Squamous metaplasia is not observed in the small intestine, even in severe vitamin-A deficiency [7]; however, mucin biosynthesis, as measured by the incorporation of 3H-glucosamine, is decreased [8]. We were able to raise an antibody to the purified goblet cell glycoprotein [9]. Indirect immunofluorescence studies clearly indicated the presence of a cross-reactive antigen in a variety of rat epithelial tissues. Vitamin-A deficiency caused a marked drop in the amount of cross-reacting antigen in a variety of epithelial tissues, including the trachea [10]. Therefore, we can conclude that, in addition to cell division of mucous cells, vitamin A also controls mucus production.

Vitamin-A control of keratin gone expression

A later event during the progression of vitamin-A deficiency is keratin gene activation and consequent keratin production. A co-ordinated expression of acidic and basic keratins takes place in vitamin-A deficient hamster tracheas [11]. These keratins are not readily detectable in hamsters fed vitamin A or in tracheas cultured in the presence of retinoic acid. Notwithstanding the morphological similarity between the epidermis and the squamoid epidermoid tracheas, keratin gene products expressed in vitamin-A-deficient tracheas are not the same as in the skin. One outstanding difference is that keratin 1 (67,000 daltons), a prominent epidermal keratin, is not produced in vitamin-A-deficient tracheas [11].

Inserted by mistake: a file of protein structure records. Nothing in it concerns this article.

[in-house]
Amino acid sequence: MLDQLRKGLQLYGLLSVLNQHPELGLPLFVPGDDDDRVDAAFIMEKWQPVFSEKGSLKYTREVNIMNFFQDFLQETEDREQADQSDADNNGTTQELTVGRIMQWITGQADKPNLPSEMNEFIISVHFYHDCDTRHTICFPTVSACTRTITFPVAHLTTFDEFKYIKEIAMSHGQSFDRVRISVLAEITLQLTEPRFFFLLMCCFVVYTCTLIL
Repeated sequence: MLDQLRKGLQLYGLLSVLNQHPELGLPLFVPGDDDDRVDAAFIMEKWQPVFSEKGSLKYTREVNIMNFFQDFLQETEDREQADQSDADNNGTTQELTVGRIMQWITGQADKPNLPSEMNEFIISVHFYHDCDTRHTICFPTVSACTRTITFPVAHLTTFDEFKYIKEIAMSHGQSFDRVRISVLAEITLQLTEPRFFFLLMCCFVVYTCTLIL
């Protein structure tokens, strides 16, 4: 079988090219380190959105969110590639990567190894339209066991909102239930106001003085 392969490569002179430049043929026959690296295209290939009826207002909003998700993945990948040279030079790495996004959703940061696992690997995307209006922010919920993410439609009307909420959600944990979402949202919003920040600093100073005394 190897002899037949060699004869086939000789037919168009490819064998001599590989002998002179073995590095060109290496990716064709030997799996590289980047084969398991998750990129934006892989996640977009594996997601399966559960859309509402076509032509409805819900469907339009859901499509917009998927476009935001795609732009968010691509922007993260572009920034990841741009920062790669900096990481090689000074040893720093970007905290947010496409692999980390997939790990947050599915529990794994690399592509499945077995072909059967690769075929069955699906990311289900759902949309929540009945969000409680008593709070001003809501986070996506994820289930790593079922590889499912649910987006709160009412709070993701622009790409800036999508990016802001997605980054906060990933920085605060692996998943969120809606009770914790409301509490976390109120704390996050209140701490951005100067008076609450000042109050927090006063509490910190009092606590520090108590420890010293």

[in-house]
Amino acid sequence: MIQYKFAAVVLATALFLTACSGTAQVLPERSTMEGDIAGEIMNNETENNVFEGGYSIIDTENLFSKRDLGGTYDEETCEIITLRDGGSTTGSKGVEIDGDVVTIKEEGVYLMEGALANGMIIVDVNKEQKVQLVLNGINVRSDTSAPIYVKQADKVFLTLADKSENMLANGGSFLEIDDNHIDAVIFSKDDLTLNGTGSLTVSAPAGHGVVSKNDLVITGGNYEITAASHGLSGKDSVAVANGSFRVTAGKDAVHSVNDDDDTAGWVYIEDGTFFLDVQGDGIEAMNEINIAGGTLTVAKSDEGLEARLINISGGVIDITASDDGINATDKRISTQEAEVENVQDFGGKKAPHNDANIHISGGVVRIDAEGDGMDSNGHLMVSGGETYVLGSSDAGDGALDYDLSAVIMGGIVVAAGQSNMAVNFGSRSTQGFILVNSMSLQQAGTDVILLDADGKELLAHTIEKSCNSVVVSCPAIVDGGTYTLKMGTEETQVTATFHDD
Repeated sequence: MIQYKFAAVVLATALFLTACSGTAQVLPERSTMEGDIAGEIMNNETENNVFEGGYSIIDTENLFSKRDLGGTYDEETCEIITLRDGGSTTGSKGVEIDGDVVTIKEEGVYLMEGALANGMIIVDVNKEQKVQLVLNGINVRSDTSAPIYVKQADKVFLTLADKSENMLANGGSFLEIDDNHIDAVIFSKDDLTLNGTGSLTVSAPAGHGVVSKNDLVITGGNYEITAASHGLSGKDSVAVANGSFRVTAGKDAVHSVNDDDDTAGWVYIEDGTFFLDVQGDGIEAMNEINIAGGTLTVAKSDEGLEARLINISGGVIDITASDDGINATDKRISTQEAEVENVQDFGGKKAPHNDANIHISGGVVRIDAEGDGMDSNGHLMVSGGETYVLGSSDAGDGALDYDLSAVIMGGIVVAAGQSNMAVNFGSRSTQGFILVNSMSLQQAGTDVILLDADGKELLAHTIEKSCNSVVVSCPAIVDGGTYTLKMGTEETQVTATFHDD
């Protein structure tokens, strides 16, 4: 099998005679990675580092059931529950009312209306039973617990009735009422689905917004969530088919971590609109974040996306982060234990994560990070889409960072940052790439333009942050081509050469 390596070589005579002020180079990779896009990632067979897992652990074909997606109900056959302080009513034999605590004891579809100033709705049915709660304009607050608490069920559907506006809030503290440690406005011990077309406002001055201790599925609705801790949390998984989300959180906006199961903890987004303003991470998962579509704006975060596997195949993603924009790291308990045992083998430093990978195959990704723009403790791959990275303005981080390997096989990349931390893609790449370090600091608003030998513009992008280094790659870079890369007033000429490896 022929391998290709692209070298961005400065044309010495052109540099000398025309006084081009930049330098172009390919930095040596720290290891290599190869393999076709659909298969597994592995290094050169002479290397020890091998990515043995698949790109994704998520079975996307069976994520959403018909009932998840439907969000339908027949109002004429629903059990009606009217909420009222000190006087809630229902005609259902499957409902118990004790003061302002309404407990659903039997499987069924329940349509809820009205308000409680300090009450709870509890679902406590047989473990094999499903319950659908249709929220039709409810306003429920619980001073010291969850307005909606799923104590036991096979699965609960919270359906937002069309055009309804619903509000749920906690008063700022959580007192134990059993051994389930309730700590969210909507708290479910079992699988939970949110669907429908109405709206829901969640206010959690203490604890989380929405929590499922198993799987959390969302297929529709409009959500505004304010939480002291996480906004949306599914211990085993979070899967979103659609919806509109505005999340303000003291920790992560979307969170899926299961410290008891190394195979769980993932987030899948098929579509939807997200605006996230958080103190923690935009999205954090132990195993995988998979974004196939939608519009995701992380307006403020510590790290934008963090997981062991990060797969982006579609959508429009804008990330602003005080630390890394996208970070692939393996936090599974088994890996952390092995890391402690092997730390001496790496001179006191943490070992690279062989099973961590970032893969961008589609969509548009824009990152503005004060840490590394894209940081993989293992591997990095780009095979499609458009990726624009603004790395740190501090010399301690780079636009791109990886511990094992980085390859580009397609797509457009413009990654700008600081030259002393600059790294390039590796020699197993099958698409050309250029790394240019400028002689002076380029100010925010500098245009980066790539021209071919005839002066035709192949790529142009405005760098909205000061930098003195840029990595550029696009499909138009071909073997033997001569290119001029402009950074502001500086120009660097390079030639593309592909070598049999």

Carcinogenesis

Exposure to chemical carcinogens, such as benzo[a]pyrene and 7,12-dimethylbenz[a]anthracene, causes similar squamous metaplastic lesions in the trachea [12]. When tracheas from four-week-old hamsters fed a normal diet were cultured in the presence of either benzo[a]pyrene or 7,12-dimethylbenz[a]anthracene for two weeks without retinoic acid, they developed squamoid metaplastic lesions. These lesions were not visible when retinoic acid was included in the medium containing the carcinogens (F. L. Huang et al., in preparation). Thus, clearly, retinoic acid is capable of repairing the squamoid metaplasia caused by carcinogen exposure. The squamoid lesions caused by the presence of the carcinogen were also positive by immunofluorescence with keratin antibodies (F. L. Huang et al., in preparation).

Importance of nutritional status in histogenesis: The concept of exotrophism